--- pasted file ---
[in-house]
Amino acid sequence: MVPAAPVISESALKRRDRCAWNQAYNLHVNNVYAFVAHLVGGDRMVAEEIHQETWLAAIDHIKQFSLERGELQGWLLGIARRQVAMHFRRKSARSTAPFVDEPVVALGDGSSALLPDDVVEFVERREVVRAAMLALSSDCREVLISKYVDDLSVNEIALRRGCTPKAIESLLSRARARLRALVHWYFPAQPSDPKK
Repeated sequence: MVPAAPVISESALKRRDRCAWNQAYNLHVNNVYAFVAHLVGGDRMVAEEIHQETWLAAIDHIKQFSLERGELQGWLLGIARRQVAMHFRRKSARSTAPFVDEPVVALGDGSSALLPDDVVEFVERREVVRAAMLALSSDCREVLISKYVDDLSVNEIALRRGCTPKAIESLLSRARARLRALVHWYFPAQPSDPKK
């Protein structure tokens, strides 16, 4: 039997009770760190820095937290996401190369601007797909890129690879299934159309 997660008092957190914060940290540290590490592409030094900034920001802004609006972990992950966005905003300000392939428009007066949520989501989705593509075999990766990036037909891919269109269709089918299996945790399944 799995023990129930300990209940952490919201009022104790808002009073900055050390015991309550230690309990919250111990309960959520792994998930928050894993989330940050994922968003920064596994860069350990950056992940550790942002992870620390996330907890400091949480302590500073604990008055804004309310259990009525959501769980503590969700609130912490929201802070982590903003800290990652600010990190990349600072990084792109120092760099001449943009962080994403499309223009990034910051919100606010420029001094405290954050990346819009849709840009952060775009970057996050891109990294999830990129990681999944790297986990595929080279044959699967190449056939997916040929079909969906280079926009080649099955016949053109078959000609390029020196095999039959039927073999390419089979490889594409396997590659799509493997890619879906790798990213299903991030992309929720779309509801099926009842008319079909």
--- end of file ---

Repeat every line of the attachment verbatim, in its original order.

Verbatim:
[in-house]
Amino acid sequence: MVPAAPVISESALKRRDRCAWNQAYNLHVNNVYAFVAHLVGGDRMVAEEIHQETWLAAIDHIKQFSLERGELQGWLLGIARRQVAMHFRRKSARSTAPFVDEPVVALGDGSSALLPDDVVEFVERREVVRAAMLALSSDCREVLISKYVDDLSVNEIALRRGCTPKAIESLLSRARARLRALVHWYFPAQPSDPKK
Repeated sequence: MVPAAPVISESALKRRDRCAWNQAYNLHVNNVYAFVAHLVGGDRMVAEEIHQETWLAAIDHIKQFSLERGELQGWLLGIARRQVAMHFRRKSARSTAPFVDEPVVALGDGSSALLPDDVVEFVERREVVRAAMLALSSDCREVLISKYVDDLSVNEIALRRGCTPKAIESLLSRARARLRALVHWYFPAQPSDPKK
């Protein structure tokens, strides 16, 4: 039997009770760190820095937290996401190369601007797909890129690879299934159309 997660008092957190914060940290540290590490592409030094900034920001802004609006972990992950966005905003300000392939428009007066949520989501989705593509075999990766990036037909891919269109269709089918299996945790399944 799995023990129930300990209940952490919201009022104790808002009073900055050390015991309550230690309990919250111990309960959520792994998930928050894993989330940050994922968003920064596994860069350990950056992940550790942002992870620390996330907890400091949480302590500073604990008055804004309310259990009525959501769980503590969700609130912490929201802070982590903003800290990652600010990190990349600072990084792109120092760099001449943009962080994403499309223009990034910051919100606010420029001094405290954050990346819009849709840009952060775009970057996050891109990294999830990129990681999944790297986990595929080279044959699967190449056939997916040929079909969906280079926009080649099955016949053109078959000609390029020196095999039959039927073999390419089979490889594409396997590659799509493997890619879906790798990213299903991030992309929720779309509801099926009842008319079909």